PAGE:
A New Cassette of Welsh Folk Tales

by Robin Gwyndaf, Curator of Cultural Life Museum of Welsh Life, St. Ffagan's, Cardiff

It gives me very great pleasure to share with the readers my joy of listening to a new cassette of folk stories, entitled FoulkeTales.*
They are presented by Beth Phillips Brown from Media, Pennsylvania who is described as "Poet and Storyteller in the Welsh and Celtic Tradition"

During the summer of 1998 audiences in the open-air Museum of Welsh Life at St. Ffagans, Cardiff (a branch of the National Museums and Galleries of Wales) were very privileged to listen to Beth reciting a selection of her wide-ranging repertoire of Welsh folk tales. As someone who himself has had the immsense pleasure of recording Welsh tradition-bearers for over 30 years, I was enchanted by Beth's presentation, and it is obvious that she has worked very hard to achieve this success. She has learnt to speak the Welsh language fluently and has studied Welsh history and culture, by interviewing people in Wales and researching at the National Library of Wales and the Tape and Film Archives of the Museum of Welsh Life where over 10,000 tapes are stored. She herself, too, has a great gift for storytelling: she has mastered the art of characterization, dialogue, intonation, emphasis, colour, timing, rhythm and, most important of all, she presents the stories with sincerity and empathy: an understanding and rapport with the audience.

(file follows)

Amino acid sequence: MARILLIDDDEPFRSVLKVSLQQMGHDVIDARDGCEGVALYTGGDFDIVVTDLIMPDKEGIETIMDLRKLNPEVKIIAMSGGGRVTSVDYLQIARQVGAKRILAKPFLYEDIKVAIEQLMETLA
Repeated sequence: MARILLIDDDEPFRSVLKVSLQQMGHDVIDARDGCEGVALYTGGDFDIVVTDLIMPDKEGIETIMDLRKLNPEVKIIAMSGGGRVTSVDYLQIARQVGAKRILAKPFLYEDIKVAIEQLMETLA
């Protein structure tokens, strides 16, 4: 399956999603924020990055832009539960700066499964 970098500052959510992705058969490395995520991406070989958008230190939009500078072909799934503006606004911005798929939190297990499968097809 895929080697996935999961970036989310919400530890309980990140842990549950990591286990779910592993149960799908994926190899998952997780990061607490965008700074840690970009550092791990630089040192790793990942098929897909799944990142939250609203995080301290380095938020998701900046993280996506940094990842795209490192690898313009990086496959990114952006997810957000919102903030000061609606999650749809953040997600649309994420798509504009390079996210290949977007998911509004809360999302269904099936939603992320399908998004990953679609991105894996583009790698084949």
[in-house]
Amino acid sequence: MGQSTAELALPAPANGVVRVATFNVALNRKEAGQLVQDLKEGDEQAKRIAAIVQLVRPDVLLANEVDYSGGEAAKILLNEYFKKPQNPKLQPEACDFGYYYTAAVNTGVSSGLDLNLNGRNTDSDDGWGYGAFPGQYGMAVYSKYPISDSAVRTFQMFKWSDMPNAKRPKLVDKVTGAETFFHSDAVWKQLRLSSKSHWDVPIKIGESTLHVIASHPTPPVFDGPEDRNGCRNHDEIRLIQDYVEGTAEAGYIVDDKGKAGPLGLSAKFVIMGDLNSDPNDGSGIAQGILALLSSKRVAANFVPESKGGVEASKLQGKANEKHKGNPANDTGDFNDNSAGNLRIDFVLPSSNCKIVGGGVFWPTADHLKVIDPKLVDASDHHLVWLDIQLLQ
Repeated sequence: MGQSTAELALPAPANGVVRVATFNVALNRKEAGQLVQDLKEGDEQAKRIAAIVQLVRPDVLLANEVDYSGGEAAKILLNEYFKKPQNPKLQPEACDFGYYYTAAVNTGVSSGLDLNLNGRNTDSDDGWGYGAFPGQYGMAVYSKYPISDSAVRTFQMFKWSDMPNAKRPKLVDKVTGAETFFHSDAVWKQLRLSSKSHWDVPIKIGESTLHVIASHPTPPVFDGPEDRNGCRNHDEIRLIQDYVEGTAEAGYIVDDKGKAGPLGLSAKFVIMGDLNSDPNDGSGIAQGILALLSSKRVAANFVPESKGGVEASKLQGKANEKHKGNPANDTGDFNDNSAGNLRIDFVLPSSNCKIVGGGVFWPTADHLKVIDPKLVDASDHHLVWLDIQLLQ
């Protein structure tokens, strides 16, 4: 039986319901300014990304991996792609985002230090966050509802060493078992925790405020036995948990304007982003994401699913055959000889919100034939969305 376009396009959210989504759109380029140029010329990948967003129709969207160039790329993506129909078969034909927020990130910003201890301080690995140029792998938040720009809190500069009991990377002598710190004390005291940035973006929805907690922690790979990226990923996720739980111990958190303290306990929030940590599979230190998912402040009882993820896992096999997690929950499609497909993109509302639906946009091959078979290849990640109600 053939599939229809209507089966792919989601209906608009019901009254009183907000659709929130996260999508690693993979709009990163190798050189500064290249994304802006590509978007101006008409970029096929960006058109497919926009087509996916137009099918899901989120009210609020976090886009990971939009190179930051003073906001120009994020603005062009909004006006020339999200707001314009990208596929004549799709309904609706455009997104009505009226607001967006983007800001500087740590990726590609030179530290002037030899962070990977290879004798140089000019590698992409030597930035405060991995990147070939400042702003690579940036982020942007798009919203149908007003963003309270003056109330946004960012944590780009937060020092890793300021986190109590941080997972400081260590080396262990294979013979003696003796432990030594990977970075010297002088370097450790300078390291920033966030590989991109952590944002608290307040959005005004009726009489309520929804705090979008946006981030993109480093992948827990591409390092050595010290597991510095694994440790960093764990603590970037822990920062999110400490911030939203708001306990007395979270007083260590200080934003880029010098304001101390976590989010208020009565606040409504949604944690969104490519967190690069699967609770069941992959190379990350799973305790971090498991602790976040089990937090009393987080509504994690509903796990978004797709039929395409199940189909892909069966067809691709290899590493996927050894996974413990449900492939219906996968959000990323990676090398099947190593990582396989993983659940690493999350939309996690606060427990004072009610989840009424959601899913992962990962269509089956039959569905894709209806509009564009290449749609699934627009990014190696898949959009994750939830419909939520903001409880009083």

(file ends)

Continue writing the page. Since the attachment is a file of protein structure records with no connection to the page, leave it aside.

Her sense of deep identity with and knowledge of the traditions and culture of Wales and her obvious talents as a storyteller, are well reflected in this new recording: FoulkeTales. On one side some of the most well-known Welsh legends are presented: the story of the wicked Prince Tegid Foel who caused the drowning of the town of Bala in North Wales (Llyn Tegid); the moving story of the young virgin Saint Melangell, patron saint of hares; and the legend of Taliesin, poet and prophet, and the source of bardic inspiration. On side two, we are introduced to the fascinating story of Elinor and Edward Foulke and their family. They emigrated from Wales to America 300 years ago and their great adventure is linked with the lives of the descendants right down to the present day, ensuring that their story is even more interesting. Indeed, the descendents were in the audience on the very occasion the recording was made.

This cassette deserves the widest audience possible and we look forward to another recording soon. We also wish Beth Phillips Brown every success. Pob dymuniad da. We hope that she will long continue to give joy to numerous audiences, adults and children alike, in America, Wales and many other countries.

Mr. Gwyndaf's review appeared in the Welsh-American newspapers, Ninnau and Y Drych.

For more information on the Foulke Family, see: or contact Larry Foulke at 246 Picture Dr., Pittsburgh, PA 15236.

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